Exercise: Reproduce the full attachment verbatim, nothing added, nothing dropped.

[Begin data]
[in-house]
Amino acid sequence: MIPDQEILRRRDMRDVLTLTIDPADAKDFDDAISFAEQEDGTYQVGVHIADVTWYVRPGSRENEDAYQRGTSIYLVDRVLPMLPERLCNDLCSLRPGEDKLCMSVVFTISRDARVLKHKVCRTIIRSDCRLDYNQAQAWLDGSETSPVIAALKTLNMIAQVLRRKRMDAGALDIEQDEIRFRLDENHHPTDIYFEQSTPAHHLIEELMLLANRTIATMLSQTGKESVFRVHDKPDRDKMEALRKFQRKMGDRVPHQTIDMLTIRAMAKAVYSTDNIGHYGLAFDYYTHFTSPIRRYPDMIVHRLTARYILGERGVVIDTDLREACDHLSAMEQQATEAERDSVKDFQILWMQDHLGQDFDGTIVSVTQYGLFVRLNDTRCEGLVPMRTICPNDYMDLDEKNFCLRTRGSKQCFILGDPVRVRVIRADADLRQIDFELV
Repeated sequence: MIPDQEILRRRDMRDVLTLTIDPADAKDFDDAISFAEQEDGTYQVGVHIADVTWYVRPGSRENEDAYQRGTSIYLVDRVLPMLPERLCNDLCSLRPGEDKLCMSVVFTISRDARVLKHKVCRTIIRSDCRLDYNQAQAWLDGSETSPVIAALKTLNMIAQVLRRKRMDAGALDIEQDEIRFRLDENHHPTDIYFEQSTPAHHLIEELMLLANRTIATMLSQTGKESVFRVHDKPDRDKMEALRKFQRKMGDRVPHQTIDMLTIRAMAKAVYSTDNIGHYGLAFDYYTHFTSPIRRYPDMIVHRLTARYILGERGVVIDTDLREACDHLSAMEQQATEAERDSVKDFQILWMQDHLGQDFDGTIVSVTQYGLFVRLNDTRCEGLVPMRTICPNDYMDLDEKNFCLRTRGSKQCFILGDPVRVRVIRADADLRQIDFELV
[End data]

[in-house]
Amino acid sequence: MIPDQEILRRRDMRDVLTLTIDPADAKDFDDAISFAEQEDGTYQVGVHIADVTWYVRPGSRENEDAYQRGTSIYLVDRVLPMLPERLCNDLCSLRPGEDKLCMSVVFTISRDARVLKHKVCRTIIRSDCRLDYNQAQAWLDGSETSPVIAALKTLNMIAQVLRRKRMDAGALDIEQDEIRFRLDENHHPTDIYFEQSTPAHHLIEELMLLANRTIATMLSQTGKESVFRVHDKPDRDKMEALRKFQRKMGDRVPHQTIDMLTIRAMAKAVYSTDNIGHYGLAFDYYTHFTSPIRRYPDMIVHRLTARYILGERGVVIDTDLREACDHLSAMEQQATEAERDSVKDFQILWMQDHLGQDFDGTIVSVTQYGLFVRLNDTRCEGLVPMRTICPNDYMDLDEKNFCLRTRGSKQCFILGDPVRVRVIRADADLRQIDFELV
Repeated sequence: MIPDQEILRRRDMRDVLTLTIDPADAKDFDDAISFAEQEDGTYQVGVHIADVTWYVRPGSRENEDAYQRGTSIYLVDRVLPMLPERLCNDLCSLRPGEDKLCMSVVFTISRDARVLKHKVCRTIIRSDCRLDYNQAQAWLDGSETSPVIAALKTLNMIAQVLRRKRMDAGALDIEQDEIRFRLDENHHPTDIYFEQSTPAHHLIEELMLLANRTIATMLSQTGKESVFRVHDKPDRDKMEALRKFQRKMGDRVPHQTIDMLTIRAMAKAVYSTDNIGHYGLAFDYYTHFTSPIRRYPDMIVHRLTARYILGERGVVIDTDLREACDHLSAMEQQATEAERDSVKDFQILWMQDHLGQDFDGTIVSVTQYGLFVRLNDTRCEGLVPMRTICPNDYMDLDEKNFCLRTRGSKQCFILGDPVRVRVIRADADLRQIDFELV